Snatches and Psychoanalysis: The Mental Life of Weightlifting

My favorite description of the Olympic lift called the "Snatch" is actually a doodle I saw floating around the realms of athletic social media. It looks like this:

Image from this hilarious and totally right-on blog post from CrossFit Regeneration:

Image from this hilarious and totally right-on blog post from CrossFit Regeneration:

What is this miracle, I have always wondered? I can get the set up, and I can get the completed lift, but what happens in between has always been a mystery to me. Suddenly I am flying and the bar magically lands, in position, overhead. 

Or, it doesn't, and I fall forward/backwards or otherwise miss the lift.

This feels so similar to the way I try to describe my work as a psychoanalytic psychotherapist. There is no clear way to describe what happens in session. We might be talking about heavy traffic on 80 and then suddenly the patient associates to feeling stuck in their office without being able to go on a bathroom break, which reminds them of the way their sister would stay in the bathroom for too long as a kid. The patient would have feelings of envy, shame, anger, and the physical sensation of holding something back- which would all connect with a feeling of limitation, stuckness, and having to conform to other people's needs and expectations.

It's like, I know where we started, and where we ended up, but I really can't explain how we got there. Such is the magic of the snatch, and of psychoanalysis.

When you're practicing the snatch, you have to be so entirely focused on all the things, and yet consciously tracking only one thing so you don't totally overwhelm yourself. For one person, that one thing might be quads fire!, and for another it might be punch up!. For yet another person, it might be focusing on a fixed point in front of you and let your body do the rest. You have to be so fully present, firm yet fluid, and yet detached in a sort of way that lets your mind quiet. In a perfect snatch, you've been able to trust your body enough to get the bar where it needs to be.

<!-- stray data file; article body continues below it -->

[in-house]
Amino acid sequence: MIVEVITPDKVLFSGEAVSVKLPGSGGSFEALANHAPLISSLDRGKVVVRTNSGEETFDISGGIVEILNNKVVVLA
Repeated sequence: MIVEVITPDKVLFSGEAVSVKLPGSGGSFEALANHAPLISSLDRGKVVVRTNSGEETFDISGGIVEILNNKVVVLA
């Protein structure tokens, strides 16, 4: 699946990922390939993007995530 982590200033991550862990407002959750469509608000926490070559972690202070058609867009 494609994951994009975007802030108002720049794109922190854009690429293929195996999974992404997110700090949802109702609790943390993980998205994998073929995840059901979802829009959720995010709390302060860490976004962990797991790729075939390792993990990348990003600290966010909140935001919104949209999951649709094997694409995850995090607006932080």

When you're practicing psychoanalysis, there is a similar experience of having to be in multiple places at once, yet focused intently on the patient's here-and-now experience. Wilfred Bion calls this "binocular focus," to be able to have your mind and soul in two (or more) places at once. You're focused on both the big picture and the minutiae; the patient's history and his current experience; his affect and his language; the content and the process. It feels like magic to me some of the time because it's difficult to concretize the method and experience. But deep attunement, "binocular focus," and believing in the magic of the heart and the language of the unconscious are all necessary to get where you need to go.

And, as in any sport, there will be moments where the "work" doesn't work. I've been weightlifting for nearly a decade, and in that time I have probably missed as many lifts as I've landed (maybe more, I don't know- hindsight is a bit fuzzy when it comes to failed lifts). I only can recall a few dozen times I've felt like I've made a perfect lift, and yeah, those moments have felt pretty amazing. But the real work is in my returning to the practice. I keep coming back. And that's the key to psychoanalysis, too: Keep coming back. Because the effects are cumulative, regenerative, and growthful, marked in retrospect like the rings on a tree.

Truth: I'm going to miss a few interpretations. I'm going to get it wrong sometimes. But if it feels tenable to keep trying, we will keep working on it.

So much of our lives are about concretizing our experience, making our lives fit into tidy boxes, and explaining things to each other. But in my experience, the only thing that's linear about the snatch is the beginning and end of each lift, just as the only thing linear about psychoanalysis is the beginning and the end of each hour. What's in the middle is where the real work happens. It's gritty, challenging, and full of inexplicable magic. In my opinion, staying present for the possibility and continuing to put in the work are two of the most beautiful things about being human. I love being able to experience that inexplicable, yet undeniable, magic, in connection with others, and through body, mind, heart and spirit.